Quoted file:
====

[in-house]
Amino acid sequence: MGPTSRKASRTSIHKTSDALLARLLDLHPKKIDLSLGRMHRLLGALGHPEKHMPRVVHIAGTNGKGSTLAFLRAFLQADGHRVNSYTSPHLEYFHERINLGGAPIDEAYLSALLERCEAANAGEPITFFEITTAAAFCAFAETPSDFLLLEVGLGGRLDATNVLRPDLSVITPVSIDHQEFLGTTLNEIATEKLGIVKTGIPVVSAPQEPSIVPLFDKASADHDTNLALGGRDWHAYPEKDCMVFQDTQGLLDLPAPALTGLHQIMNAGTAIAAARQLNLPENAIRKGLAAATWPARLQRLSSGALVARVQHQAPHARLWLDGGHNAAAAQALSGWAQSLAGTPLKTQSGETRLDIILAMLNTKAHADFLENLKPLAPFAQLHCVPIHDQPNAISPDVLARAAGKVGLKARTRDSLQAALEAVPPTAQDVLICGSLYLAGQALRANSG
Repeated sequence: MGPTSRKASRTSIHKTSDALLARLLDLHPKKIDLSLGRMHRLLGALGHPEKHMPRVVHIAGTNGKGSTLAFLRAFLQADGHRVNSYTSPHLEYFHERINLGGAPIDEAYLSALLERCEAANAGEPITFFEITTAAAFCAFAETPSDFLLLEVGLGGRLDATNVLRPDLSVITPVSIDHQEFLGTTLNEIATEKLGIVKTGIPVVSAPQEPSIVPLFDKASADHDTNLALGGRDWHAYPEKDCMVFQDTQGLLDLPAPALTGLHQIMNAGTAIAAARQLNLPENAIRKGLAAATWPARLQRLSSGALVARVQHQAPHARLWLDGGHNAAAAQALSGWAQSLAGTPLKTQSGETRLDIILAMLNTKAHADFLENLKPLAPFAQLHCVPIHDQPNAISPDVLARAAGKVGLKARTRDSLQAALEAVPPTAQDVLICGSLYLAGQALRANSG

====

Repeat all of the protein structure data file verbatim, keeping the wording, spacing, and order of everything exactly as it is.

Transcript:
[in-house]
Amino acid sequence: MGPTSRKASRTSIHKTSDALLARLLDLHPKKIDLSLGRMHRLLGALGHPEKHMPRVVHIAGTNGKGSTLAFLRAFLQADGHRVNSYTSPHLEYFHERINLGGAPIDEAYLSALLERCEAANAGEPITFFEITTAAAFCAFAETPSDFLLLEVGLGGRLDATNVLRPDLSVITPVSIDHQEFLGTTLNEIATEKLGIVKTGIPVVSAPQEPSIVPLFDKASADHDTNLALGGRDWHAYPEKDCMVFQDTQGLLDLPAPALTGLHQIMNAGTAIAAARQLNLPENAIRKGLAAATWPARLQRLSSGALVARVQHQAPHARLWLDGGHNAAAAQALSGWAQSLAGTPLKTQSGETRLDIILAMLNTKAHADFLENLKPLAPFAQLHCVPIHDQPNAISPDVLARAAGKVGLKARTRDSLQAALEAVPPTAQDVLICGSLYLAGQALRANSG
Repeated sequence: MGPTSRKASRTSIHKTSDALLARLLDLHPKKIDLSLGRMHRLLGALGHPEKHMPRVVHIAGTNGKGSTLAFLRAFLQADGHRVNSYTSPHLEYFHERINLGGAPIDEAYLSALLERCEAANAGEPITFFEITTAAAFCAFAETPSDFLLLEVGLGGRLDATNVLRPDLSVITPVSIDHQEFLGTTLNEIATEKLGIVKTGIPVVSAPQEPSIVPLFDKASADHDTNLALGGRDWHAYPEKDCMVFQDTQGLLDLPAPALTGLHQIMNAGTAIAAARQLNLPENAIRKGLAAATWPARLQRLSSGALVARVQHQAPHARLWLDGGHNAAAAQALSGWAQSLAGTPLKTQSGETRLDIILAMLNTKAHADFLENLKPLAPFAQLHCVPIHDQPNAISPDVLARAAGKVGLKARTRDSLQAALEAVPPTAQDVLICGSLYLAGQALRANSG